If you haven’t been to a wedding lately, your attendance at Mass this weekend will be a refresher course in the Scripture passages and vows for the sacrament of marriage. The passage from Genesis, which Jesus then cites in the Gospel of Mark, very specifically states that a “man leaves his father and mother and clings to his wife, and the two of them become one flesh.” When I am a witness to a marriage, I always have goose bumps and many times, joyous tears when I see the couple at the altar as the priest is administering the sacrament.
When was the last time you attended a wedding or anniversary Mass just as a member of your parish community? You weren’t specifically invited to the wedding reception or dinner, but you knew the couple or the family and wanted to offer congratulations. We as parish members witness many sacraments of the church. You may have been at a parish Mass recently when a baptism occurred and you did not know the couple or their child. How about that long confirmation Mass with all those young adults? As a member of the parish family you were there celebrating the sacraments as a community of faith. That is what a community of faith does, comes together and supports each other in all of its joys.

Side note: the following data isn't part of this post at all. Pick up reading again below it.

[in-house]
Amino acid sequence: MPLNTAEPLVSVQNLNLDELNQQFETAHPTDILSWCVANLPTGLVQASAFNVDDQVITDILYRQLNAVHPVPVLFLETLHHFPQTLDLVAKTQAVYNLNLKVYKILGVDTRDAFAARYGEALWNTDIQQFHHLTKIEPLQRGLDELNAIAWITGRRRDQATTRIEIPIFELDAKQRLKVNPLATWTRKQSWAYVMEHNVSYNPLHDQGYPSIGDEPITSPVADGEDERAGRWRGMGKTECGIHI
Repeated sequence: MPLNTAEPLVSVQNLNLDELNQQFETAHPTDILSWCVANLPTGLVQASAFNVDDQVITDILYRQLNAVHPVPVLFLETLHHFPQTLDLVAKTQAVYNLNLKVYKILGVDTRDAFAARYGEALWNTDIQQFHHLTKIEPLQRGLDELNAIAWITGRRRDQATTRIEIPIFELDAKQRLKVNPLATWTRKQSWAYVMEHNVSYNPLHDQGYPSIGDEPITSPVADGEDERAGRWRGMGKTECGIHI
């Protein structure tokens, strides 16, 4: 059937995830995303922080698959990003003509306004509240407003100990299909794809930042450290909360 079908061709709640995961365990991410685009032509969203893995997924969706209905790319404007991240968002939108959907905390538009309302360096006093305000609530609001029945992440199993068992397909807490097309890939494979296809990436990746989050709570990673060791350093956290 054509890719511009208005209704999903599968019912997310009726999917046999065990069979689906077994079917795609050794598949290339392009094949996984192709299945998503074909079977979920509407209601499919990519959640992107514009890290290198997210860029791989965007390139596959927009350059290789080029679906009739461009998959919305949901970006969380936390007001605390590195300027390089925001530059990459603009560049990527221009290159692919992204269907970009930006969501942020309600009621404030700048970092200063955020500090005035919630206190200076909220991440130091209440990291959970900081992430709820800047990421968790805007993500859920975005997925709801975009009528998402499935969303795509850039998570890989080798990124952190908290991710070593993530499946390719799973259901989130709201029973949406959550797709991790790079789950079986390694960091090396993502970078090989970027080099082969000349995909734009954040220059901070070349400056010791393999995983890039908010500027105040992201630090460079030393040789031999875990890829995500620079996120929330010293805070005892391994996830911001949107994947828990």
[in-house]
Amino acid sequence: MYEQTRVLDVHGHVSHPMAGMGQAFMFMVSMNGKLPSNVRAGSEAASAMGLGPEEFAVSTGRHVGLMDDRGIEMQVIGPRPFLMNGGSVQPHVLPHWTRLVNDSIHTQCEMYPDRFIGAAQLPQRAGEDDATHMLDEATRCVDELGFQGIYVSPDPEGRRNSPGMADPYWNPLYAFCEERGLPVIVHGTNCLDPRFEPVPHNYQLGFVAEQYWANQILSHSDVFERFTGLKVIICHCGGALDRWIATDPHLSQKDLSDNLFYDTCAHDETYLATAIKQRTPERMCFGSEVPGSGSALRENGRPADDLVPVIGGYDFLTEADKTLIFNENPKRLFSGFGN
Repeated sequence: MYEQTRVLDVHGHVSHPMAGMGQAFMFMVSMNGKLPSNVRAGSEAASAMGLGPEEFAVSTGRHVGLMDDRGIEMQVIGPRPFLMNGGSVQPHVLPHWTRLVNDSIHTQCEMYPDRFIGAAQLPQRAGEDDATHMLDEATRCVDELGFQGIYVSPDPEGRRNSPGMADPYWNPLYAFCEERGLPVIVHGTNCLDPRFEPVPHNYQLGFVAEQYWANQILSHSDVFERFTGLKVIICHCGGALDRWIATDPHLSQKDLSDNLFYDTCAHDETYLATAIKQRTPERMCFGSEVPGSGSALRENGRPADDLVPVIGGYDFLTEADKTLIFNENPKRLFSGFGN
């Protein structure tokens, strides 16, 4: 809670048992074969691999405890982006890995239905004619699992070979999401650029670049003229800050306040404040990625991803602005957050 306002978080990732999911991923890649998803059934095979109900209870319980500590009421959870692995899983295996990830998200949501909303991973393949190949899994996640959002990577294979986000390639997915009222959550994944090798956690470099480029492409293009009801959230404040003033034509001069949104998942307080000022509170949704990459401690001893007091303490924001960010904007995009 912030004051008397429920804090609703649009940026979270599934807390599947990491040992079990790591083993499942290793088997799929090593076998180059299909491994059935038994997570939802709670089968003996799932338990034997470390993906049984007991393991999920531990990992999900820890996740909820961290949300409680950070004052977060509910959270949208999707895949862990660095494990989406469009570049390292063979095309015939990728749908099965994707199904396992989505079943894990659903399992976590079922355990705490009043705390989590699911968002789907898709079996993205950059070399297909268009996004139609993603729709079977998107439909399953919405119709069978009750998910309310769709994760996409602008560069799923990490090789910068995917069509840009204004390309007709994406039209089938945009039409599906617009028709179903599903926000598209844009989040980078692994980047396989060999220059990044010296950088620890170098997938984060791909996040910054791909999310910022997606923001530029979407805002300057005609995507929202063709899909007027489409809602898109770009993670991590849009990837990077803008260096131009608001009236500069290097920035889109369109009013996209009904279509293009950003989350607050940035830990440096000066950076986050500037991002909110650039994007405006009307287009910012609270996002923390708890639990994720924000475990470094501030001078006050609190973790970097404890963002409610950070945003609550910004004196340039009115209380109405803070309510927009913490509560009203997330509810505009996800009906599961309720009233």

The religious celebration of the sacrament of marriage is also a community celebration. Unfortunately, over the years it has assumed an invitation-only atmosphere. Attendance at parish weddings is usually family only and maybe a handful of close friends. That couldn’t be further away from the church’s teachings. Sadly, even many invited persons will forego the real celebration of marriage and come only for the after-party dinner and dance. Most sad of all, some parishes do not even announce that there is an upcoming marriage sacrament to be celebrated which could have encouraged parish attendance.
So, I challenge you to peruse your church bulletins to look for those marriage banns or announcements and, at the very least, include the couple in prayer. But even more importantly, if you know them, be there at the sacrament of marriage to congratulate them. Church leaders, I challenge you to let your parishioners know about the sacramental events in your parish. Allow your parishioners the opportunity to be supportive in prayer and service. There is an adage that states that it takes a village to raise a child. I would state that it takes a parish community to support marriage and family. For if a couple does not feel supported and welcomed, they will leave and the parish will be the lesser for it. So, let us all as a community “become one flesh.”
Wettstein is a volunteer choir director and former director of music and liturgy at Good Shepherd Parish, Chilton.